The integration of our two cultures is problematic but can be solved by goodwill, mutual respect and communication. As regards education, there are generous scholarships to do all sorts of study at secondary and tertiary level for remote Aboriginals.Scholarships to schools in Alice, Sydney, Perth, Adelaide and Melbourne can provide first rate levels of education. Sport based scholarships are widely available in Soccer, football and for other sports that include education as well as an opportunity to enter elite sport as a career. As a professional and an advocate for education, I feel disappointed if other people don’t share my passion for what I see as self improvement, utilising all your abilities in a profession or a job, I see it as a loss of potential, a waste. But is this my western, elitist view of things, measuring other people by my standards and not theirs? Less face it, only a minority of people have the opportunity to study a profession but most people can get a job. In remote communities there can be a problem with getting work. There are not the big employers, factories, department stores and so on here in remote Australia. However, there are solutions which have worked. Jayne gave us an example as she walked along under the ghost gums; Canteen Creek was founded by four elders disaffected with how their original community was being run. In Canteen Creek, the elders negotiated land use with the Australian Army in a trade off not for money but community services. These services include a dental clinic run by the army as well building sport centres and other facilities which provide work and activities. Canteen Creek has regular Thursday Emu day, where all the litter is collected through the whole community. It was Canteen Creek which has a spectacular Christmas light display. The army engineers came and taught the women of Canteen Creek how to do arc welding so they could make sturdy bed bases for themselves and the old people in the community. I think it’s an example of how clever Aboriginal communities can be when they have the chance to make decisions for themselves. The top down approach to deciding what communities will get and when, is not the solution that works. I think there could be plenty of work if the elders in each community can be given encouragement and opportunity to develop solutions. Work could include; ranging ( caring for the land, animals and flora), art ( new forms of art including video, sculpture), local businesses like hairdressing, electrical repairer, carpenter, builders, maintaining local water and power, in short, all the services and trades that presently come out of Alice Springs with enormous costs and delays.
One of the potential problems for established businesses often cited in Alice Springs is that most Aborigines take their family and ceremony commitments very seriously and this could mean weeks or even months away from work. But does this actually happen? Is it one of those self evident “facts” ? Do we assume they won’t be able to work? Are we making excuses for not employing Aborigines? Certainly here in Lake Nash most of the men I have met are working and they often have such severe health problems that I think the the government would issue them with a pension if they asked. Most of the very old men, the Elders I have met in most communities, have had long work careers of which they are rightfully very proud. The level of unemployment varies with communities, the well functioning communities with minimal internal conflicts do reasonably well in finding work and setting up programs so men and women can work. The men particularly like outdoor work and land care here in Lake Nash. I would not work in bright sunshine in 44 degrees but they do, only grabbing some shade to enjoy a yarn when sitting together on their few breaks.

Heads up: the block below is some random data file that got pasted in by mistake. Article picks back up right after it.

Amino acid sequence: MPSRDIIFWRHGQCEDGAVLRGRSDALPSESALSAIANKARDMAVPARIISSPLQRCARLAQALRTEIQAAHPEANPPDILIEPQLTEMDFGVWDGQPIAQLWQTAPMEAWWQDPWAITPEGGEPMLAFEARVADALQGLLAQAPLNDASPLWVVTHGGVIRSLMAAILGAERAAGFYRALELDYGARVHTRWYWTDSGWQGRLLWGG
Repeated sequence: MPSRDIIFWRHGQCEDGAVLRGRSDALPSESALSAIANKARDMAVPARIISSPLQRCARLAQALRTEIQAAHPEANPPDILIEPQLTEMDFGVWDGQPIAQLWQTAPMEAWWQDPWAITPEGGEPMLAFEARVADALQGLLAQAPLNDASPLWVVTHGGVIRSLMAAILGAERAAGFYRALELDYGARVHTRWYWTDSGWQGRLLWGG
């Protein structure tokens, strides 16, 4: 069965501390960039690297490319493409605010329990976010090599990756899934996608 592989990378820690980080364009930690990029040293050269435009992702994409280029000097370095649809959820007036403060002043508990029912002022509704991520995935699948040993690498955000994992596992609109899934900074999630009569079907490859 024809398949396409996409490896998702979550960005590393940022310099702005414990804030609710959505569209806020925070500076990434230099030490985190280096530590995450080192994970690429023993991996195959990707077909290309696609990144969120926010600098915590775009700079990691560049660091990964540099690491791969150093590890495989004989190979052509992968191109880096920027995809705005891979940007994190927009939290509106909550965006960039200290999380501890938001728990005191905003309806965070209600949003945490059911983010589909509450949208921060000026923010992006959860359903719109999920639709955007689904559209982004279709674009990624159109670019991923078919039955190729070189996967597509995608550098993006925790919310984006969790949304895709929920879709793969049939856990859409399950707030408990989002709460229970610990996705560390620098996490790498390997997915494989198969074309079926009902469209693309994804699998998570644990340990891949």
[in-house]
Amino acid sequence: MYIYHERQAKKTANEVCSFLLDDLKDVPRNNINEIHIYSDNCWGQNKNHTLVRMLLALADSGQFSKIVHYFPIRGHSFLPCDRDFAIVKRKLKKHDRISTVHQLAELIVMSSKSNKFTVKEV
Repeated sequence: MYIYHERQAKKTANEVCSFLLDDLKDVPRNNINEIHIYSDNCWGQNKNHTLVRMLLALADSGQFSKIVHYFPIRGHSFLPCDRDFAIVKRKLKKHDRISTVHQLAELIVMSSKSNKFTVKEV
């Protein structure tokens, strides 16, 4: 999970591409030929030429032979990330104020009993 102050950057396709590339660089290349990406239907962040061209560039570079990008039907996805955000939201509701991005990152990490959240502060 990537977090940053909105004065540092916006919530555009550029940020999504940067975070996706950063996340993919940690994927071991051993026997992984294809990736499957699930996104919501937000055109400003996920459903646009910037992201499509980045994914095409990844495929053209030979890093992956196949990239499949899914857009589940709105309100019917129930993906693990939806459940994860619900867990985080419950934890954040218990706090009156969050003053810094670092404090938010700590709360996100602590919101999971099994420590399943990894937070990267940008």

It’s Thursday evening and I’m lying in bed after cleaning up the floors of the donga. As each doctor leaves its required to get the linen washed, kitchen and amenities clean and floor washed. The places are usually small so it does not take long. It’s been a busy week at work but not with emergencies for a change but with sorting out issues in people’s health, reassuring and encouraging. I like doing this part of medicine. I saw one young man twice, he’s profoundly deaf and he came in complaining of headache. I could find nothing wrong and then he admitted he was frightened as some one he knew had died from a bleed into his brain. He was very frightened at the thought he might die too. Once I knew this I could really reassure him that he was fine and that headaches are common and are rarely a danger. He seemed to have a weight lift off his shoulder as he understood he was going to be okay. Medicine here is less about tablets and more about talking with and understandings people’s fears and concerns.

Anyway, it’s back to Alice Springs tomorrow morning. The weather forecast is for cooler temperatures in NT, WHICH WILL suit this Tasmanian very nicely, indeed! I just hope the ride won’t be too bumpy.

Ps I referred him to be assessed for a hearing aid. No one should be trapped or isolated in a disability.IMG_3108

Standard